How and When to Take HDR Photos on Your iPhone

HDR stands for High Dynamic Range, and is a great iPhone camera feature for improving the exposure of your photos. It allows you to capture more balanced exposures in high contrast scenes such as landscapes. As a landscape photographer, I shoot HDR photos often. With the HDR feature you can capture more color and detail in both the shadow areas and highlight areas, like a dark foreground and the brighter sky.

With the HDR feature turned on, your iPhone’s camera will take three exposures simultaneously—an exposure for good detail in the shadow area, an exposure for detail in the highlight area, and an overall exposure. The three exposures will be combined to give you a greater range of detail overall.

To turn on the HDR feature on in the native iPhone Camera App, simply tap the HDR option at the top of the screen and select the on setting. When HDR is enabled, your iPhone will automatically capture HDR photos whenever you press the shutter button. Because your camera is taking three exposures at once, it’s sometimes easy for your camera to move during the capture. That’s why it’s important to hold your iPhone very still when taking HDR photos.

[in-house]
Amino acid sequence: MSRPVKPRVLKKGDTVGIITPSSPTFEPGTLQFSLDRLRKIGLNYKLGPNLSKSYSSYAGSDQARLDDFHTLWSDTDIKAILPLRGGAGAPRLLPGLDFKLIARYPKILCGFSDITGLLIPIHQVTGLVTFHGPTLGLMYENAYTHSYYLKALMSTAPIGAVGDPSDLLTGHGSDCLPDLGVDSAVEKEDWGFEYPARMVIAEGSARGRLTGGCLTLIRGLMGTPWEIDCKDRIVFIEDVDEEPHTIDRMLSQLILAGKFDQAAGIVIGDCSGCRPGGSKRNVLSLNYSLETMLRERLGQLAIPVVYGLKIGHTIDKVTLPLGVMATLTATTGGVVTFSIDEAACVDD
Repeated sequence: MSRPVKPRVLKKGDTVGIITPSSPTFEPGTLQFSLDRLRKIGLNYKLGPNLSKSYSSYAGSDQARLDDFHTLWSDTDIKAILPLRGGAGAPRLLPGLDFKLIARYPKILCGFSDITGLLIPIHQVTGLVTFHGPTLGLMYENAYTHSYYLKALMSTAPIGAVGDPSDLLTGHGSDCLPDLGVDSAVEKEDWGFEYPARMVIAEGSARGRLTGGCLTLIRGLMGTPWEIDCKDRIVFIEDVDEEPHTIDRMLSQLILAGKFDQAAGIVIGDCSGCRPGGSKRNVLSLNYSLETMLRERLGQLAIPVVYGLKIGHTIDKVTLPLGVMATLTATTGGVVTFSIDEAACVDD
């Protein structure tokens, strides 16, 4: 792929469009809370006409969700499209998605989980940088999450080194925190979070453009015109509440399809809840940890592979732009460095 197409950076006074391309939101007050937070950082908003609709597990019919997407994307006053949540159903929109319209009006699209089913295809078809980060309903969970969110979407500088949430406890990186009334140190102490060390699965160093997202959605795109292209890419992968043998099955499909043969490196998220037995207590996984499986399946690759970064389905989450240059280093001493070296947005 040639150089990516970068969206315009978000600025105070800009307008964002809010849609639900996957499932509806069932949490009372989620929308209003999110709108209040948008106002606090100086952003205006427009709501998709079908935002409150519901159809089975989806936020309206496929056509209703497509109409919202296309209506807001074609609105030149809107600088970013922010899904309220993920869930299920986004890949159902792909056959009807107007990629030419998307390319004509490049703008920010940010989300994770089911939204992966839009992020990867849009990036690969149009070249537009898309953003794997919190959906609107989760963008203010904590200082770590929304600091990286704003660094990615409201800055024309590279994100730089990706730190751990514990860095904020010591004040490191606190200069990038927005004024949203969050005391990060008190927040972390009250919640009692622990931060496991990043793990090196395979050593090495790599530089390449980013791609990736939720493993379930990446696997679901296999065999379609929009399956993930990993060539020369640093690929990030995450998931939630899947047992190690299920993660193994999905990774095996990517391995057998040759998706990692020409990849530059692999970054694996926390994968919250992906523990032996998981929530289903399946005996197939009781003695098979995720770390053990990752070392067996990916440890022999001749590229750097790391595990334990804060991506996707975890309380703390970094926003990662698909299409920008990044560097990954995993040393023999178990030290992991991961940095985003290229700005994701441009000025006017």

Although the native iPhone camera has an HDR function, I usually turn to a dedicated HDR camera app for better results. My HDR camera app of choice is VividHDR. The image below was photographed at daybreak using  VividHDR. On the left is the non-HDR photo (or regular exposure.) Because I was shooting into the rising sun, I didn’t get much detail in the shadow areas. The image on the right is the HDR photo. As you can see, I was able to get great overall detail in both the shadow areas and the sky.

This image was photographed using the VividHDR app. The low dynamic exposure is on the left, and the HDR exposure is on the right.

When to use HDR

The best time to use the HDR feature is for contrasty lighting situations, such as very early morning, or end of the day. It’s also useful when photographing interiors—for example, when you’re shooting into a bright window and would like detail in both the interior space and window.

Want to learn more? On June 3-4, I’m teaching a 2-day Mastering iPhone Photography workshop at my Baltimore studio. During the workshop, you’ll learn iPhone-specific image capture techniques, including HDR, and I’ll demo the app VividHDR.

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